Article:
An interview and resources.

Last night, I had the pleasure of being interviewed by RevKess and Kalisara of Pagan Musings Podcast. It was a truly delightful experience. They’re wonderful personable and very professional. I highly recommend their program. There is quite a bit of variety in what they produce and they include tastefully relevant music selections as well.

In the course of our discussion, I mentioned that there are on-line resources for one to educate themselves about Filianism. The links I will provide here focus upon orthodox Filianism. I practice heterodox Filianism.

The Gospel of Our Mother God is available via Amazon. This is the scriptures of the faith. There is a digital variation of the Gospel that includes apocryphal texts, such as The Crystal Tablet. You can locate it here. This site was assembled by Reverend Sara Morrigan.

A Chapel of Our Mother God is the web presence of orthodox Filianism. In addition to A Chapel of Our Mother God, there is the writings of the Aristasian community, much of which links back to A Chapel of Our Mother God. The Daughters of Shining Harmony is related to the Aristasian community. Their writings are here and contain links back to A Chapel of Our Mother God.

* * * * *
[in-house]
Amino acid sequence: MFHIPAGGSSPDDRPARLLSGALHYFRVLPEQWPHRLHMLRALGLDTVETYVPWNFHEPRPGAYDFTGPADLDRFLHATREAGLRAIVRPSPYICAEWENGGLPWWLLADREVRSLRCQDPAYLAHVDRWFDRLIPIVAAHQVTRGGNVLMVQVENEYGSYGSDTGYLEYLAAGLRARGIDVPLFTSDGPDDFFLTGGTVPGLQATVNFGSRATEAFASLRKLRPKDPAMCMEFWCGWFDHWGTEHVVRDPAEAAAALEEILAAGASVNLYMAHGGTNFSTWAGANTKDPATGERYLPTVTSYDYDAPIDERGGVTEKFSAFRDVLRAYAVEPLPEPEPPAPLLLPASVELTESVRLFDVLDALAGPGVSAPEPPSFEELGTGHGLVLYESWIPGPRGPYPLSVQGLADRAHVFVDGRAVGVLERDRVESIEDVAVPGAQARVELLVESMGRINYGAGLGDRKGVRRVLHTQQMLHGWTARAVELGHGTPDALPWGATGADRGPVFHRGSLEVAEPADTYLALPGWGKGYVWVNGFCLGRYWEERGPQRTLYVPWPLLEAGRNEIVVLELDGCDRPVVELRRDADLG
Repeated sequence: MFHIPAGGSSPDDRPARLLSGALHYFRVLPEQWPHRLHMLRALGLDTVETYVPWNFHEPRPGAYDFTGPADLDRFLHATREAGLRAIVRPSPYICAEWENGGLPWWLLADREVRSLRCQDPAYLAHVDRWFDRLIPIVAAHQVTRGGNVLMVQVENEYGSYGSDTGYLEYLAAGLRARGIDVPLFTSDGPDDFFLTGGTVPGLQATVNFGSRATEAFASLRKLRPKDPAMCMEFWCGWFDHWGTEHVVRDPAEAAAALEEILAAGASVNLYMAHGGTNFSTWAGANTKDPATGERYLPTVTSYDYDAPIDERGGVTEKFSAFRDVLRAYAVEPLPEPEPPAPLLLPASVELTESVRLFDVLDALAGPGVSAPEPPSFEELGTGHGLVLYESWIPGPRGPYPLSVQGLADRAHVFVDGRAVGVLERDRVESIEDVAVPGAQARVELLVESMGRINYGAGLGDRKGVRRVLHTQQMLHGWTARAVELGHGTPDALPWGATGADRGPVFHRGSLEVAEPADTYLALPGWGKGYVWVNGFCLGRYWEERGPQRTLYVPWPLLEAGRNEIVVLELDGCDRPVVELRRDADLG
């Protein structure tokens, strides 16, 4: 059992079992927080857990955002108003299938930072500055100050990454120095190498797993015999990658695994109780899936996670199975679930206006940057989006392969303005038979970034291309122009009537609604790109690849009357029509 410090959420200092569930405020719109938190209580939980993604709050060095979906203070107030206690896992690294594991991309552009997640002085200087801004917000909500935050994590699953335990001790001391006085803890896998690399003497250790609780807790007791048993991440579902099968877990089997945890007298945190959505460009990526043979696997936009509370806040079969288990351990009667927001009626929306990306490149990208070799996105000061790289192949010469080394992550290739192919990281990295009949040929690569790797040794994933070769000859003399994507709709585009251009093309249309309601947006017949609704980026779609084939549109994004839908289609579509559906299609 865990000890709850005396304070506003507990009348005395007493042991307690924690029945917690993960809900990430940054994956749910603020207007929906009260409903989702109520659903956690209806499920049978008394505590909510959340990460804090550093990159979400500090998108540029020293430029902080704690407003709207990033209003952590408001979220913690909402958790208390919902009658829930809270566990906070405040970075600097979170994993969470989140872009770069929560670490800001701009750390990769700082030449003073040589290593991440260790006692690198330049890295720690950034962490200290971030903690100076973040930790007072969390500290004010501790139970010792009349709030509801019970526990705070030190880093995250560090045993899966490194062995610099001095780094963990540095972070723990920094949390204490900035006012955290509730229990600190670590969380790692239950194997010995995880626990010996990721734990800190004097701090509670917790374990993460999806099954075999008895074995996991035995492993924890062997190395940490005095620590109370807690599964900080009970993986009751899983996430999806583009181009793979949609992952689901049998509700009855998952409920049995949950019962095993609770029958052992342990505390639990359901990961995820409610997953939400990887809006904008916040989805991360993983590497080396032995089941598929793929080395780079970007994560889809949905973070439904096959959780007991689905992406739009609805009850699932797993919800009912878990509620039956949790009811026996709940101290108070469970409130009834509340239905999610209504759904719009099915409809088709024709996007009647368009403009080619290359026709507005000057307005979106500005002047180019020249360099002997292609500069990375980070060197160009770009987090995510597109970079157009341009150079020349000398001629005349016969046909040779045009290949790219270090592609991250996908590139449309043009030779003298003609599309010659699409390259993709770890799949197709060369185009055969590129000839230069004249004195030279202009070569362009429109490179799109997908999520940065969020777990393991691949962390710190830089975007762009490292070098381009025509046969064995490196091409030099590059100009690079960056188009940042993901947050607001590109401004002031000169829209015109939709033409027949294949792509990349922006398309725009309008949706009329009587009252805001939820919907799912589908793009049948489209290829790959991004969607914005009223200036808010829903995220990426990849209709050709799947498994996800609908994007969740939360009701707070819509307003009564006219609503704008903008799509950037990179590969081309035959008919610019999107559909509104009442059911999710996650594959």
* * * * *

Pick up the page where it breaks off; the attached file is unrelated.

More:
Moving in to what I suppose one could declare ‘reformed’ Filianism, you have bloggers such as Rose Mayflower who discuss Filianism that is inclusive of persons of all genders. Orthodox Filianism focuses strictly upon women and all language is based on a feminine perspective. Reformed Filianism opens the body of worship up to include men. The Chapel of Our Mother God is a very well written resource that notes they offer support and information for all Filianists (alternately termed Filyani in the plura, Filyana in the singular). Still, they hold a more orthodox position then others in their writing.

Then there is myself, a heterodox Filianist who practices what could be described as ‘blended’ Filianism where I revere other gods alongside Dea. The wonderful thing about Filianism, as I mentioned last night, is that Dea reveals herself to the world as we may understand her. For an orthodox Filianist, the plurality of gods in this world are different ways that Dea is perceived. Some perceptions are closer to their truth then others. Hence the syncretism that happens in the iconography of Filianism in orthodox, reformed, and heterodox Filianism.

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